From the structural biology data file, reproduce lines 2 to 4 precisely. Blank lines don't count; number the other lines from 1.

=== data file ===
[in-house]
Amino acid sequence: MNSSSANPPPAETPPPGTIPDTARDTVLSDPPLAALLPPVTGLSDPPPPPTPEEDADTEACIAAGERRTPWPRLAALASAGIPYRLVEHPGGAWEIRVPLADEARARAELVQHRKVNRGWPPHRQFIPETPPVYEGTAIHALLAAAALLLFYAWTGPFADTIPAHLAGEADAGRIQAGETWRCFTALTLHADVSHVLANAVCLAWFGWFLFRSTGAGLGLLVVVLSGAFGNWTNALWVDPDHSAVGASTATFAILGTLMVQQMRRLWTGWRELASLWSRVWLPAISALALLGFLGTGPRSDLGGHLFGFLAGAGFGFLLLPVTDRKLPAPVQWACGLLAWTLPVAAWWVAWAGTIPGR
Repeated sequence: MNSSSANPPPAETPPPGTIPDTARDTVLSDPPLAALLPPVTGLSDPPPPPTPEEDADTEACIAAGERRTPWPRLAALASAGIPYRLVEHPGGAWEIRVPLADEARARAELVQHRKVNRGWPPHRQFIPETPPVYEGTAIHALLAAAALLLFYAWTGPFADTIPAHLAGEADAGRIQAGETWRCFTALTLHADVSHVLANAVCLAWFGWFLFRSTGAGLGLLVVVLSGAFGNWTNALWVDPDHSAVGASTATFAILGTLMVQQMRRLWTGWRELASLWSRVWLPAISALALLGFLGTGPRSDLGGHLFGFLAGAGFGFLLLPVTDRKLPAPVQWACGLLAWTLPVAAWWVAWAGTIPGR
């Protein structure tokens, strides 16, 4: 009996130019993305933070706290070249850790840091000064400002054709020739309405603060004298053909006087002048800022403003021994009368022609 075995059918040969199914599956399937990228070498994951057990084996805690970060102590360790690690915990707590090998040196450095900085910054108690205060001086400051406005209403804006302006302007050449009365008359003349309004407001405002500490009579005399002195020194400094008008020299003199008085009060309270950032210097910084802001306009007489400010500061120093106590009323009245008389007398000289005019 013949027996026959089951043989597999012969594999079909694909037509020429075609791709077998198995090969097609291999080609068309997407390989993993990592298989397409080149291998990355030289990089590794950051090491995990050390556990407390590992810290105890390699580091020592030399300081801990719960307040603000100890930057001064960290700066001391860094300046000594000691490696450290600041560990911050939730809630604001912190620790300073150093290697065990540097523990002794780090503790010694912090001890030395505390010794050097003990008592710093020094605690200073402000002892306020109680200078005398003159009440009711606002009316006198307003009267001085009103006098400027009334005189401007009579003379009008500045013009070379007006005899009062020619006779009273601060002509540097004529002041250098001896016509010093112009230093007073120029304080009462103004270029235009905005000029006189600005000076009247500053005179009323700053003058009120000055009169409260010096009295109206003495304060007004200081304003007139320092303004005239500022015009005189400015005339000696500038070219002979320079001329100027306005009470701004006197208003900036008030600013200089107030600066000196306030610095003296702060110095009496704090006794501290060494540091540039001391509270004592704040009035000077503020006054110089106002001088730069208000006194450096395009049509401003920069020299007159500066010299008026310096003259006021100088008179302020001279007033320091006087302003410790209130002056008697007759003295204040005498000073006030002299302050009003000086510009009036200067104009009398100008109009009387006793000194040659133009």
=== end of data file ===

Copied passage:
Amino acid sequence: MNSSSANPPPAETPPPGTIPDTARDTVLSDPPLAALLPPVTGLSDPPPPPTPEEDADTEACIAAGERRTPWPRLAALASAGIPYRLVEHPGGAWEIRVPLADEARARAELVQHRKVNRGWPPHRQFIPETPPVYEGTAIHALLAAAALLLFYAWTGPFADTIPAHLAGEADAGRIQAGETWRCFTALTLHADVSHVLANAVCLAWFGWFLFRSTGAGLGLLVVVLSGAFGNWTNALWVDPDHSAVGASTATFAILGTLMVQQMRRLWTGWRELASLWSRVWLPAISALALLGFLGTGPRSDLGGHLFGFLAGAGFGFLLLPVTDRKLPAPVQWACGLLAWTLPVAAWWVAWAGTIPGR
Repeated sequence: MNSSSANPPPAETPPPGTIPDTARDTVLSDPPLAALLPPVTGLSDPPPPPTPEEDADTEACIAAGERRTPWPRLAALASAGIPYRLVEHPGGAWEIRVPLADEARARAELVQHRKVNRGWPPHRQFIPETPPVYEGTAIHALLAAAALLLFYAWTGPFADTIPAHLAGEADAGRIQAGETWRCFTALTLHADVSHVLANAVCLAWFGWFLFRSTGAGLGLLVVVLSGAFGNWTNALWVDPDHSAVGASTATFAILGTLMVQQMRRLWTGWRELASLWSRVWLPAISALALLGFLGTGPRSDLGGHLFGFLAGAGFGFLLLPVTDRKLPAPVQWACGLLAWTLPVAAWWVAWAGTIPGR
């Protein structure tokens, strides 16, 4: 009996130019993305933070706290070249850790840091000064400002054709020739309405603060004298053909006087002048800022403003021994009368022609 075995059918040969199914599956399937990228070498994951057990084996805690970060102590360790690690915990707590090998040196450095900085910054108690205060001086400051406005209403804006302006302007050449009365008359003349309004407001405002500490009579005399002195020194400094008008020299003199008085009060309270950032210097910084802001306009007489400010500061120093106590009323009245008389007398000289005019 013949027996026959089951043989597999012969594999079909694909037509020429075609791709077998198995090969097609291999080609068309997407390989993993990592298989397409080149291998990355030289990089590794950051090491995990050390556990407390590992810290105890390699580091020592030399300081801990719960307040603000100890930057001064960290700066001391860094300046000594000691490696450290600041560990911050939730809630604001912190620790300073150093290697065990540097523990002794780090503790010694912090001890030395505390010794050097003990008592710093020094605690200073402000002892306020109680200078005398003159009440009711606002009316006198307003009267001085009103006098400027009334005189401007009579003379009008500045013009070379007006005899009062020619006779009273601060002509540097004529002041250098001896016509010093112009230093007073120029304080009462103004270029235009905005000029006189600005000076009247500053005179009323700053003058009120000055009169409260010096009295109206003495304060007004200081304003007139320092303004005239500022015009005189400015005339000696500038070219002979320079001329100027306005009470701004006197208003900036008030600013200089107030600066000196306030610095003296702060110095009496704090006794501290060494540091540039001391509270004592704040009035000077503020006054110089106002001088730069208000006194450096395009049509401003920069020299007159500066010299008026310096003259006021100088008179302020001279007033320091006087302003410790209130002056008697007759003295204040005498000073006030002299302050009003000086510009009036200067104009009398100008109009009387006793000194040659133009």